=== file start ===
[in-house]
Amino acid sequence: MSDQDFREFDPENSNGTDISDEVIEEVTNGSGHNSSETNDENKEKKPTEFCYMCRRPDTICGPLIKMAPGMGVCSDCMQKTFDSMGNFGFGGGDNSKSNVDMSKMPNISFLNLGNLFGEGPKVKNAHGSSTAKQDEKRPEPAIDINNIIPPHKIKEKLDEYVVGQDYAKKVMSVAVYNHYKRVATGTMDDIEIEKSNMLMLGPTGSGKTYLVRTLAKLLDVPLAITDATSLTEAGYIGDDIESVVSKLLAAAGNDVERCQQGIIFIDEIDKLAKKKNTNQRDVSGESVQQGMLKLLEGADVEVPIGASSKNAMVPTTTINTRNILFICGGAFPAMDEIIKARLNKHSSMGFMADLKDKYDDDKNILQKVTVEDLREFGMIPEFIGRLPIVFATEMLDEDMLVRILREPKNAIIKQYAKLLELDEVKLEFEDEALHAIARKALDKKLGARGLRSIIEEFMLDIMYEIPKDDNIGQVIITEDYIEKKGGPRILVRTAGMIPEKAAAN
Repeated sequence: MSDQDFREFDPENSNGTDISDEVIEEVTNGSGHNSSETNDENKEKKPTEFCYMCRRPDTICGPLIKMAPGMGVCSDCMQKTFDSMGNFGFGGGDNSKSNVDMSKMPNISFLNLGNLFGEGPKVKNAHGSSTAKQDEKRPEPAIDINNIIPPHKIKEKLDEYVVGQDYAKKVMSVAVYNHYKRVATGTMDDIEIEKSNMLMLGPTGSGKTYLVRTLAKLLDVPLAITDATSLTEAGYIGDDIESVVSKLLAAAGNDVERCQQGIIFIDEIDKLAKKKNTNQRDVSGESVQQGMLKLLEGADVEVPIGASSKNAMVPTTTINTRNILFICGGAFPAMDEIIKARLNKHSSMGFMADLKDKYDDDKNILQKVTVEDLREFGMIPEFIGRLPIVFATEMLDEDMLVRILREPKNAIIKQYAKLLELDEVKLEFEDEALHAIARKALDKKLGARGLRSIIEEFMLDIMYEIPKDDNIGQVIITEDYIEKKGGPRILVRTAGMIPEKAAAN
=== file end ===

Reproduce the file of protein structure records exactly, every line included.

[in-house]
Amino acid sequence: MSDQDFREFDPENSNGTDISDEVIEEVTNGSGHNSSETNDENKEKKPTEFCYMCRRPDTICGPLIKMAPGMGVCSDCMQKTFDSMGNFGFGGGDNSKSNVDMSKMPNISFLNLGNLFGEGPKVKNAHGSSTAKQDEKRPEPAIDINNIIPPHKIKEKLDEYVVGQDYAKKVMSVAVYNHYKRVATGTMDDIEIEKSNMLMLGPTGSGKTYLVRTLAKLLDVPLAITDATSLTEAGYIGDDIESVVSKLLAAAGNDVERCQQGIIFIDEIDKLAKKKNTNQRDVSGESVQQGMLKLLEGADVEVPIGASSKNAMVPTTTINTRNILFICGGAFPAMDEIIKARLNKHSSMGFMADLKDKYDDDKNILQKVTVEDLREFGMIPEFIGRLPIVFATEMLDEDMLVRILREPKNAIIKQYAKLLELDEVKLEFEDEALHAIARKALDKKLGARGLRSIIEEFMLDIMYEIPKDDNIGQVIITEDYIEKKGGPRILVRTAGMIPEKAAAN
Repeated sequence: MSDQDFREFDPENSNGTDISDEVIEEVTNGSGHNSSETNDENKEKKPTEFCYMCRRPDTICGPLIKMAPGMGVCSDCMQKTFDSMGNFGFGGGDNSKSNVDMSKMPNISFLNLGNLFGEGPKVKNAHGSSTAKQDEKRPEPAIDINNIIPPHKIKEKLDEYVVGQDYAKKVMSVAVYNHYKRVATGTMDDIEIEKSNMLMLGPTGSGKTYLVRTLAKLLDVPLAITDATSLTEAGYIGDDIESVVSKLLAAAGNDVERCQQGIIFIDEIDKLAKKKNTNQRDVSGESVQQGMLKLLEGADVEVPIGASSKNAMVPTTTINTRNILFICGGAFPAMDEIIKARLNKHSSMGFMADLKDKYDDDKNILQKVTVEDLREFGMIPEFIGRLPIVFATEMLDEDMLVRILREPKNAIIKQYAKLLELDEVKLEFEDEALHAIARKALDKKLGARGLRSIIEEFMLDIMYEIPKDDNIGQVIITEDYIEKKGGPRILVRTAGMIPEKAAAN